ENS Radioastronomy Laboratory - LERMA UMR 8112

Research topics//Turbulence in the interstellar medium

Last update 01-09-2006 04:16 pm / Patrick Hennebelle

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Turbulence in the interstellar medium

Structure formation

Alike large scale structures in the Universe, the self-similar hierarchy of structures observed in interstellar matter may be driven by the gravitational instability but this is not proven yet. We are investigating other processes, possibly responsible for the observed scaling.

Dynamical condensation in a thermally bistable fluid

The interstellar diffuse medium in the pressure conditions prevailing in our Galaxy is thermally bistable and turbulent. The transient overpressures generated locally in convergent flows of trans-sonic turbulence have been shown to be able to nucleate structures of cold gas within the warm neutral medium, and produce long-lived cold condensations at the expense of the warm medium with masses comparable to those observed. The growth of the cold condensations is, in this process, much more efficient than if solely regulated by thermal conduction. (P. Hennebelle, M. Pérault)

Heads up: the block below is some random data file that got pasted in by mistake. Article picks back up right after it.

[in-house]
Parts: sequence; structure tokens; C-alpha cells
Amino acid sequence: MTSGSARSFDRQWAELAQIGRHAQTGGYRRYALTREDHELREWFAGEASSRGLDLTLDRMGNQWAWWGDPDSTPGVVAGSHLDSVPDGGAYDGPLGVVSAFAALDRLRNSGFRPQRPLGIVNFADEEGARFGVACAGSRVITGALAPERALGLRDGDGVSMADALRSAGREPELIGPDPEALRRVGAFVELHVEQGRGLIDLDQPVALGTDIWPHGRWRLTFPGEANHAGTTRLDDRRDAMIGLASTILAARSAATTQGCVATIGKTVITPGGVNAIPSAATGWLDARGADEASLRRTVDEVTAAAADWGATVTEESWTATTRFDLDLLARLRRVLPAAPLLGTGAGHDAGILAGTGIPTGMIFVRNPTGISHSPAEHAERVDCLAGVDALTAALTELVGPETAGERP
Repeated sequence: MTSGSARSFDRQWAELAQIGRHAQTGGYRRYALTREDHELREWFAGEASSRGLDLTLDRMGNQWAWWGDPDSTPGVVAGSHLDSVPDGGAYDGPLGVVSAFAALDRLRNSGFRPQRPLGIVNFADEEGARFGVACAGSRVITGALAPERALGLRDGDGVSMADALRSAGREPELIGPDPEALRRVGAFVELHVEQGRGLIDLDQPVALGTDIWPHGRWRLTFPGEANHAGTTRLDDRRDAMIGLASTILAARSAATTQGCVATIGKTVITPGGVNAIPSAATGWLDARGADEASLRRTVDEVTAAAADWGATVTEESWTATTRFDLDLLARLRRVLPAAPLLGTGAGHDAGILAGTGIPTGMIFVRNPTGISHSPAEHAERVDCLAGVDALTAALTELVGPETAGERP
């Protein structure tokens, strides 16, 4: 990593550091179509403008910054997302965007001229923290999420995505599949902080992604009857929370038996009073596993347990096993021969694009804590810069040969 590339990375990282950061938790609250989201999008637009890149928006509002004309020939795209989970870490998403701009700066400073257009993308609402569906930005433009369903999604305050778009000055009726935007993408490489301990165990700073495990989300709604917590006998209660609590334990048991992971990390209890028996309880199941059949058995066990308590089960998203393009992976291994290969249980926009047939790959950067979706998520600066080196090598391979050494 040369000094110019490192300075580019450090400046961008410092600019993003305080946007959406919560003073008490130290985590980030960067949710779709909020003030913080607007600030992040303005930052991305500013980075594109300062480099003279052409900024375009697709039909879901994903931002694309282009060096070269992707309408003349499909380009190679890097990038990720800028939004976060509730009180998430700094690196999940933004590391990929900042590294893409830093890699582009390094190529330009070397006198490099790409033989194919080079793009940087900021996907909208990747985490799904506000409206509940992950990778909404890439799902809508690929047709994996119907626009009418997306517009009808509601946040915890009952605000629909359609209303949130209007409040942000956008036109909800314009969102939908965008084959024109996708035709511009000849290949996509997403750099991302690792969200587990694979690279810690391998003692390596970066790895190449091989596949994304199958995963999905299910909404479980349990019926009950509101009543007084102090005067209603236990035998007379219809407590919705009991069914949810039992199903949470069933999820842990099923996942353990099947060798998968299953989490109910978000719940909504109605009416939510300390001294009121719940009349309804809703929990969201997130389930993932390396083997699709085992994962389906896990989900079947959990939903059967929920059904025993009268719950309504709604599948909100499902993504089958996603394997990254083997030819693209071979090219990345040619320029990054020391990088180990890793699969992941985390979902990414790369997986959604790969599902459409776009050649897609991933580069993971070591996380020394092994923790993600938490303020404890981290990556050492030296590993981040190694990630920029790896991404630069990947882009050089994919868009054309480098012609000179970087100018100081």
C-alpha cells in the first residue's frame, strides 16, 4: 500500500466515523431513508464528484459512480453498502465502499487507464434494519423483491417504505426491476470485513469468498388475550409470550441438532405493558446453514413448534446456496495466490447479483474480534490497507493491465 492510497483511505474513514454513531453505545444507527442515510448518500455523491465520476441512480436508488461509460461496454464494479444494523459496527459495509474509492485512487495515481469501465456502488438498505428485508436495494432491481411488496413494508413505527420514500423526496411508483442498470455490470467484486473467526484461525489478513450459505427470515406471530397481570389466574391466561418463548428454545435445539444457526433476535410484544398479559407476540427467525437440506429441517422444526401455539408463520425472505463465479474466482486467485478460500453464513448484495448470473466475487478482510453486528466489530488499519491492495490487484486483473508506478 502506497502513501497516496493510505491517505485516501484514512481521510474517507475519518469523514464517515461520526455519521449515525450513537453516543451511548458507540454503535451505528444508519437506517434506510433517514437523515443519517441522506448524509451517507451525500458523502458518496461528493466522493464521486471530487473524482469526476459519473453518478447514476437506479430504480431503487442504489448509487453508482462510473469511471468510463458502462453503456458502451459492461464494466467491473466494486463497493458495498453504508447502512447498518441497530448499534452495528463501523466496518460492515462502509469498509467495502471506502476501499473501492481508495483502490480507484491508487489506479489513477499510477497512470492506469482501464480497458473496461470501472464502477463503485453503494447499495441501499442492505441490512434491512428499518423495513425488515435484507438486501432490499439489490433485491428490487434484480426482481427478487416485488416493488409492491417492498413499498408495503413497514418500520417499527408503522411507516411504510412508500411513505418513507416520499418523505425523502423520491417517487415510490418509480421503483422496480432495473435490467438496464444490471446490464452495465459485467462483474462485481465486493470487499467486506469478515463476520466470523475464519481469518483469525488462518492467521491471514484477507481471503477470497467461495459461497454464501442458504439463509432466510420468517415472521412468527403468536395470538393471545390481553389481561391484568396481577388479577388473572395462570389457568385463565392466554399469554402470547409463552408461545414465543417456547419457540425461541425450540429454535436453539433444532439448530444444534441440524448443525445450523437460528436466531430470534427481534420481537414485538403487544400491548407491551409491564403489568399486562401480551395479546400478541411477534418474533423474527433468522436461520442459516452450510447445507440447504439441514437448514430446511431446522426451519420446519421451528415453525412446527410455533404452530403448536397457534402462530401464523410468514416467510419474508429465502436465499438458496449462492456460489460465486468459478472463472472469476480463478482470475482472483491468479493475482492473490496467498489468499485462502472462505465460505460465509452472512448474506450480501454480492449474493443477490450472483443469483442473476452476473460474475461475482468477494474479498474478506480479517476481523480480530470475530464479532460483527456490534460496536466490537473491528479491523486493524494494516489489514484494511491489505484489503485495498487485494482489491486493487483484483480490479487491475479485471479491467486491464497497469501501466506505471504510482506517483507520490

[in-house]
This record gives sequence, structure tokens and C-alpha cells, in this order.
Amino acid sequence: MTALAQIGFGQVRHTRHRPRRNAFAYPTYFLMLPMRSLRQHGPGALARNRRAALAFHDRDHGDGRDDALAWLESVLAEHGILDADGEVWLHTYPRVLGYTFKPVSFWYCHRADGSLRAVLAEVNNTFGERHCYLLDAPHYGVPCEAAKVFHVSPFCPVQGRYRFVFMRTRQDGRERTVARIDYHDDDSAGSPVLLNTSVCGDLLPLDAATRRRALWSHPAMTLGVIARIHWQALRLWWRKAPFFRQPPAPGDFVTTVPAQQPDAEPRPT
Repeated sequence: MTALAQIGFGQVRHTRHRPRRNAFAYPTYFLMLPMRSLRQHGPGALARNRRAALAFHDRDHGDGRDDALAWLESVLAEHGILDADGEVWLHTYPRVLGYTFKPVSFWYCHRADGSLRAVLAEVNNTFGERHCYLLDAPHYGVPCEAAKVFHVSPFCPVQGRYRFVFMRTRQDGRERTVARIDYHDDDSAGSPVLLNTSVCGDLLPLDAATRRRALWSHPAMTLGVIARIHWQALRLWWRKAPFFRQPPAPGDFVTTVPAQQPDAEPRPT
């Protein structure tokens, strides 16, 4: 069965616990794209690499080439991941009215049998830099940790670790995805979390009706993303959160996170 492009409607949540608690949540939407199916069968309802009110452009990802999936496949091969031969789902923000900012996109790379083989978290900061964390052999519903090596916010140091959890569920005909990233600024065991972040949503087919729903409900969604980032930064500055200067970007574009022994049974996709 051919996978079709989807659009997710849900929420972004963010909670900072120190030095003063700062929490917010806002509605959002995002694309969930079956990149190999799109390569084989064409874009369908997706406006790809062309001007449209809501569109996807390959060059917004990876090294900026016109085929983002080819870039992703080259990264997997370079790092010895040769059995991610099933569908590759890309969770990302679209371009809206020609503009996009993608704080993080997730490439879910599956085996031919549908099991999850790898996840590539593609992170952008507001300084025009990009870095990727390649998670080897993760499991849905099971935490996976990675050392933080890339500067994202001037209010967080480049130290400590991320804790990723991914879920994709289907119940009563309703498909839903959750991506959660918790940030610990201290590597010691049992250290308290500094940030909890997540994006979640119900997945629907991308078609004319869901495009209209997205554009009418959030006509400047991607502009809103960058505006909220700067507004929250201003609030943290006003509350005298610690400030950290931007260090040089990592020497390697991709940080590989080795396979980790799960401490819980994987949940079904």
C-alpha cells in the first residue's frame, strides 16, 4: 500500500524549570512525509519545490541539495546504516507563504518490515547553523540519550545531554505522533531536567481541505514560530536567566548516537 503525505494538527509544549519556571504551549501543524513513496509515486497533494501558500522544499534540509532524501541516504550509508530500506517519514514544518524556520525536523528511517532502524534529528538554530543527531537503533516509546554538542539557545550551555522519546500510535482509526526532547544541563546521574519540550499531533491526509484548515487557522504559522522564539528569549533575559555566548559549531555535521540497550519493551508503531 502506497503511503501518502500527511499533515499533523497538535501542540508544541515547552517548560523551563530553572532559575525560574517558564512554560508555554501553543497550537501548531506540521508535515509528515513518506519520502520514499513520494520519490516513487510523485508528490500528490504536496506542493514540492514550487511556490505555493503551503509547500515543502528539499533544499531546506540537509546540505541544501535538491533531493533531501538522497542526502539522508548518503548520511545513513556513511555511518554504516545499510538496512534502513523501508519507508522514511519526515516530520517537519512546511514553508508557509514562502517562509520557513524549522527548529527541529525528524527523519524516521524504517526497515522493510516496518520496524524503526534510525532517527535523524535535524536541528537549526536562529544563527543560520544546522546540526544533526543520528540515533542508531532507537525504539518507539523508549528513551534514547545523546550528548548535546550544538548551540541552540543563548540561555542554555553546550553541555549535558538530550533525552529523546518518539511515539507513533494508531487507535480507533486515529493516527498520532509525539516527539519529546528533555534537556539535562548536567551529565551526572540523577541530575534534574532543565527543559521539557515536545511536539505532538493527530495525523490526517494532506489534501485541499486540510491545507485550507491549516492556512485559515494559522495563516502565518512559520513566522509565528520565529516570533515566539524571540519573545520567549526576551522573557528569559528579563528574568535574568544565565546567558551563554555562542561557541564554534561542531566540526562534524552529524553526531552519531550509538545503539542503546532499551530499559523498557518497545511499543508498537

Intermittency of turbulence

The spatial and temporal intermittency of viscous dissipation of turbulence is able to deposit large amounts of thermal energy in localized regions of the medium. The subsequent heating of the gas is large enough to trigger a variety of chemical reactions otherwise inactive in the bulk of the cold gas. Once chemically enriched these structures efficiently cool and condense. Ongoing observations with the Plateau de Bure Interferometer (Institut for Millimeter Radioastronomy, IRAM) reveal elongated structures, only a few 100 astronomical units thick, with extremely large internal velocity gradients. These structures might be braided coherent vortices similar to those observed in laboratory turbulence.

Further, statistical studies of the velocity field of large regions mapped in molecular line transitions at high frequency resolution, reveal non-Gaussian statistics which may be interpreted as the signature of intermittemcy of the velocity field, and possibly of viscous dissipation (E. Falgarone & J. Pety in collaboration with Caltech and Paris Observatory).